Δhab(°), the hue angle difference between daylight-equivalent (D65) and incandescent (A) lighting, is calculated by the equation
Δhab = | hab, D65 – hab,A |
ΔC*ab, the chroma (saturation) difference between daylight-equivalent and incandescent lighting, is calculated by the equation
ΔC*ab = | C*ab, D65 – C*ab,A |
Table 2 shows values of C*ab, hab, ΔC*ab, Δhab, and ΔE*ab of three garnet samples (Pk1, Bl1, and Gr1) under daylight-equivalent and incandescent lighting with path lengths from 1 to 13 mm.
The CIELAB 1976 Color Circle Plots (Schmetzer et al., 2009 and 2013). A convenient way to represent the color difference between daylight-equivalent (D65) and incandescent (A) lighting for a sample is to project the three-dimensional L*a*b* coordinates into the two-dimensional a*b* plane (the color circle) and draw a tie-line between the D65 and A lighting coordinates. Furthermore, if one wants to track the color difference between D65 and A lighting with increasing light path length, such tie lines could be drawn for each path length and plotted on the same color circle. We did so for garnet samples Bl1, Gr1, and Pk1, with path lengths from 1 to 13 mm (figures 16–18). The right ends of the tie lines represent the color coordinates under incandescent lighting (A). The left ends of the tie lines represent the color coordinates under daylight-equivalent lighting (D65).
Alternatively, one could isolate a specific variable such as ΔE*ab, Δhab, or ΔC*ab and plot its changes with the light path length. Such plots are shown for samples Pk1, Bl1, and Gr1 in figure 19. All three show similar behavior in their color difference vs. path length plots, with ΔE*ab steadily rising with path length until reaching a critical point and falling again (figure 19, left column). However, these three stones all showed different behavior in hue angle difference vs. path length plots and chroma difference vs. path length plots (figure 19, center and right columns). The hue angle difference Δhab of sample Bl1 decreases steadily as the stone becomes thicker. The hue angle difference Δhab of Gr1 increases until reaching its highest value when the path length is 6 mm, after which it begins to decrease. On the other hand, the hue angle difference Δhab of Pk1 simply continues to rise with the thickness of the stone until reaching a 13 mm path length (figure 19, middle column). The chroma difference ΔC*ab of Bl1 and Pk1 increases until reaching their maximum values, after which they decrease again (figure 19, right column, top and bottom rows). The chroma difference ΔC*ab of Gr1 increases first, then decreases before rising again to form a wave shape (figure 19, right column, middle row). At greater path length, the magnitude of the color change increases at first as the chroma (saturation), chroma difference, or hue angle difference increases and then decreases as the chroma, chroma difference, or hue angle difference decreases. This occurs because one of the transmission windows is preferentially “closed” as the stone becomes thicker. This type of behavior is related to the strength of two transmission windows (figure 14) and the complex relationship between them. It is difficult to predict without an accurate quantitative calculation, and this behavior is expected to vary between different gem materials.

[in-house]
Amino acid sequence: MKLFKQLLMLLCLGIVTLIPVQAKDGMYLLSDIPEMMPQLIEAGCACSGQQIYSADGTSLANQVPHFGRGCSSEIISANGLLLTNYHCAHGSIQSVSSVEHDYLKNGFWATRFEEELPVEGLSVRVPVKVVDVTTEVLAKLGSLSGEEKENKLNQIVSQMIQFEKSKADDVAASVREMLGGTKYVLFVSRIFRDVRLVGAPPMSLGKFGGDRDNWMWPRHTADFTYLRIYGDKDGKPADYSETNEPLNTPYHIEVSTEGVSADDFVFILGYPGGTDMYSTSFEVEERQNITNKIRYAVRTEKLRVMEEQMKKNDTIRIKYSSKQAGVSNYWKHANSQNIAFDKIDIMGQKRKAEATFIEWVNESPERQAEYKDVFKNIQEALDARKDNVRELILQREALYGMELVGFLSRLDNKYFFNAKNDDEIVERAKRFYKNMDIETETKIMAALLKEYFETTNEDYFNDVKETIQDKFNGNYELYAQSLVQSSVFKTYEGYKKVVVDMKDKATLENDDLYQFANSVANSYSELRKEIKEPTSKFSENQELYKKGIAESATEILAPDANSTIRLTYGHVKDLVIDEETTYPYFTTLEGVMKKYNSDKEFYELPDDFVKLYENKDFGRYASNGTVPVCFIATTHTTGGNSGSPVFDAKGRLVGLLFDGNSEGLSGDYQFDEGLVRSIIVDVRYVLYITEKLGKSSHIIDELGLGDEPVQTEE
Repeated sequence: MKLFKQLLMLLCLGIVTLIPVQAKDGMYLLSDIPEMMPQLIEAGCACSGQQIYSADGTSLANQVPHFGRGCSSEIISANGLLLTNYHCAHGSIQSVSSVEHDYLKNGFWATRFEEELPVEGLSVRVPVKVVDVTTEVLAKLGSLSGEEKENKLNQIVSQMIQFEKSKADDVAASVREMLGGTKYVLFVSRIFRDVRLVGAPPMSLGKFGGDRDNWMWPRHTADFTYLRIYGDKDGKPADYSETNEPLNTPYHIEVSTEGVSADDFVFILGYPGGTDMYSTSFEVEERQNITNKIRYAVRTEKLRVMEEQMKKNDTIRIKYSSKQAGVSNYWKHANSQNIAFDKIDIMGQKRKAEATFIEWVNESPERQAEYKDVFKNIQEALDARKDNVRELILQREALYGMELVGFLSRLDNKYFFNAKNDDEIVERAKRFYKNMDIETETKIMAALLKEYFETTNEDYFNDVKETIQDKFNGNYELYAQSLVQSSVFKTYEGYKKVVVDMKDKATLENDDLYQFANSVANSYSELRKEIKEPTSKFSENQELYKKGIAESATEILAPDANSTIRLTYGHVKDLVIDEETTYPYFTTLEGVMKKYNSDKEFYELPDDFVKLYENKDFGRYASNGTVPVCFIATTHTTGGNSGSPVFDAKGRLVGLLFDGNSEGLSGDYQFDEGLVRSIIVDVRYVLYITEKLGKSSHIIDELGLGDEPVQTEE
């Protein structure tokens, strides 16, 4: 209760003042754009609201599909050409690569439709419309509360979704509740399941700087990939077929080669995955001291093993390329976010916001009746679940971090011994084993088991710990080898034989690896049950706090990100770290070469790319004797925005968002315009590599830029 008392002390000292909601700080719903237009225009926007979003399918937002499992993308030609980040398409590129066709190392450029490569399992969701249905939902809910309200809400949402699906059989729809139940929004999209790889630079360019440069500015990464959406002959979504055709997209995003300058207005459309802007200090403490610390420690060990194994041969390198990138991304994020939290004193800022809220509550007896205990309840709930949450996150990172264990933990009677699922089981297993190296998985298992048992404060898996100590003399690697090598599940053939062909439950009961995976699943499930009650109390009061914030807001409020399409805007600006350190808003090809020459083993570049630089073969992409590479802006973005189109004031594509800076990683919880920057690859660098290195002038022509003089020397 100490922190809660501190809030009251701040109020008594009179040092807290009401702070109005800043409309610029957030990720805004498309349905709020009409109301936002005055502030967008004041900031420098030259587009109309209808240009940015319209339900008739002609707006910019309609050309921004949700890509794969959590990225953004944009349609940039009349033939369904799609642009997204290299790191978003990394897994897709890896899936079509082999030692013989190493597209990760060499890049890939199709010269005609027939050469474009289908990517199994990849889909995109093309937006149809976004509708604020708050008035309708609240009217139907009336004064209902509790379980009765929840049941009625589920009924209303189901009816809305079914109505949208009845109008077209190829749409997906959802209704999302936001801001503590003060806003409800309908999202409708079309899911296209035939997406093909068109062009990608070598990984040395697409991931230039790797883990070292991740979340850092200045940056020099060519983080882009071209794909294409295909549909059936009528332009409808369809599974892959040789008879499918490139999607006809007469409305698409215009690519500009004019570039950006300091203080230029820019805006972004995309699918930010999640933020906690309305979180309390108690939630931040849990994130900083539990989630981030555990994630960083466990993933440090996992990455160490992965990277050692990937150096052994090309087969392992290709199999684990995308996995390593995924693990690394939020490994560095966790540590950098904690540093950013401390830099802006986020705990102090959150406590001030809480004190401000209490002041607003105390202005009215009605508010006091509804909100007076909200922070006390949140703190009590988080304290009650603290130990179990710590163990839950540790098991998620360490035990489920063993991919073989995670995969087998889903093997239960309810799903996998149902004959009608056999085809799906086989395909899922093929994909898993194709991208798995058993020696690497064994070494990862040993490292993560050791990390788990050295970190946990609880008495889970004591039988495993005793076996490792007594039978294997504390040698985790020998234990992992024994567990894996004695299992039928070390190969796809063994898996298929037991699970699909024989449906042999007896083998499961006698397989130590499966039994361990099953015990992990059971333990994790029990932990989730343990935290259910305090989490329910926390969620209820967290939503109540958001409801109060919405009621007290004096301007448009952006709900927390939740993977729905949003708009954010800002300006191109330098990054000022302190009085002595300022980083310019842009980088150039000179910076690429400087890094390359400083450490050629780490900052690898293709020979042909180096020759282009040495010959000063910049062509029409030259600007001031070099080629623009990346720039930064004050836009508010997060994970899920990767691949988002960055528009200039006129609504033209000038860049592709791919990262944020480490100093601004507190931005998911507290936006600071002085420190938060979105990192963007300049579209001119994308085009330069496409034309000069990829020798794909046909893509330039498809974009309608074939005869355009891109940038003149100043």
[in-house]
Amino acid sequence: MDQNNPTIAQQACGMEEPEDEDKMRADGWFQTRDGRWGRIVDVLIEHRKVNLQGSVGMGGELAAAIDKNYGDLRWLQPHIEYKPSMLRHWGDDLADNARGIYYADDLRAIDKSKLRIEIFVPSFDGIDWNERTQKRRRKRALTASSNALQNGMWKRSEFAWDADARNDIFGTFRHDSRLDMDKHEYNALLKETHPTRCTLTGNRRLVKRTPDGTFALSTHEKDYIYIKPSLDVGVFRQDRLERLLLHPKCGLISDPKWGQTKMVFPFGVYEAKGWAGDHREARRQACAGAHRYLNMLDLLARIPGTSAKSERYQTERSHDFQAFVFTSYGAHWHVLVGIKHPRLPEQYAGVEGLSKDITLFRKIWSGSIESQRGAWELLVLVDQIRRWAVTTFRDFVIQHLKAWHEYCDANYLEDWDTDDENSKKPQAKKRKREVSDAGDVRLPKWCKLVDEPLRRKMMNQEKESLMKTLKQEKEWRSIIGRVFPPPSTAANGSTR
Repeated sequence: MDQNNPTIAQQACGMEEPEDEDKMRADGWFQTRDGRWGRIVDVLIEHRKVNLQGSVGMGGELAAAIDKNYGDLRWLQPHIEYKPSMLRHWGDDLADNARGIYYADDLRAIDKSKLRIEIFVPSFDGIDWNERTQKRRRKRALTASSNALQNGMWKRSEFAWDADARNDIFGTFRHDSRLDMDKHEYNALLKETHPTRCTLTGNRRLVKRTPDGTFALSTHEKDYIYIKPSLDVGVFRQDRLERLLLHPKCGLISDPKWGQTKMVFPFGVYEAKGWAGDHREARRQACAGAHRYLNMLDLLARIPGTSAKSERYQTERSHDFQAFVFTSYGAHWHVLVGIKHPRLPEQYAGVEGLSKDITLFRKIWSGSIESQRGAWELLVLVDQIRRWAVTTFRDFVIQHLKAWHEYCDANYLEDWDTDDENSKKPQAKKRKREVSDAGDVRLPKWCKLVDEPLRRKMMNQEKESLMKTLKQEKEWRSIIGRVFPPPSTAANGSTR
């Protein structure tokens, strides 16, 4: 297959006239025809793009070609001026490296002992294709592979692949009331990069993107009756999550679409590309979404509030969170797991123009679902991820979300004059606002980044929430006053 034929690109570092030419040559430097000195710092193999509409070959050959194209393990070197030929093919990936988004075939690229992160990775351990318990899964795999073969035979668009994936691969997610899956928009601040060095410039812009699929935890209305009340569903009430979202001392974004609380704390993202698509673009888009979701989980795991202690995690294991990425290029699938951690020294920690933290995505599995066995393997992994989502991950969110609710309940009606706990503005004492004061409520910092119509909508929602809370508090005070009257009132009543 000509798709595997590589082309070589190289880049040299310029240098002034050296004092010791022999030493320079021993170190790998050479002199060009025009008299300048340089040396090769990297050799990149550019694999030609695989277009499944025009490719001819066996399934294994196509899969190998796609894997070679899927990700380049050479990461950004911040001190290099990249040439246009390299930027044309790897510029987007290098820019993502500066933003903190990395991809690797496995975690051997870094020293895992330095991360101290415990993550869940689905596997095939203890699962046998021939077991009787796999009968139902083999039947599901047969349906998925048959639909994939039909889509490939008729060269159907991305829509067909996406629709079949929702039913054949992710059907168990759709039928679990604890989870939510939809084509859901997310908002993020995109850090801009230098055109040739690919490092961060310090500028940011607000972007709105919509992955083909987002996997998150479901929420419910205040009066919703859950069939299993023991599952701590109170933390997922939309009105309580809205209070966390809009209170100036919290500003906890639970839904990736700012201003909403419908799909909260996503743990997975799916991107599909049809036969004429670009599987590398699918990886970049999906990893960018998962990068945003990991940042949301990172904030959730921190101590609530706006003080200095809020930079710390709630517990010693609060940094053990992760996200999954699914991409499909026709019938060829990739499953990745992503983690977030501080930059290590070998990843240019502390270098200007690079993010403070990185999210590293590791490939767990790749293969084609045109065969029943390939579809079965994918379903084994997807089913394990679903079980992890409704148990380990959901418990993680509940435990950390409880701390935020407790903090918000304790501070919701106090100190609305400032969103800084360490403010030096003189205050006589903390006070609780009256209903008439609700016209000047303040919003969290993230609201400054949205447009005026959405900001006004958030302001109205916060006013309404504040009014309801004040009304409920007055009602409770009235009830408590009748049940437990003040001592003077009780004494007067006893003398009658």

An interesting phenomenon was observed in the color difference vs. path length plots of Bl1 and Gr1. When the stone becomes darker with increasing path length, a small bump forms instead of a smooth curved line (figure 19, left column). Presently, we cannot offer an explanation for this unusual behavior.
Color Difference ΔE*ab vs. Hue Angle Difference Δhab Plots, and the Problem of “Color Change.” Color difference vs. hue angle difference plots reveal that Bl1 and Gr1 show a larger color difference ΔE*ab and hue angle difference Δhab than Pk1 at nearly all path lengths (figure 20).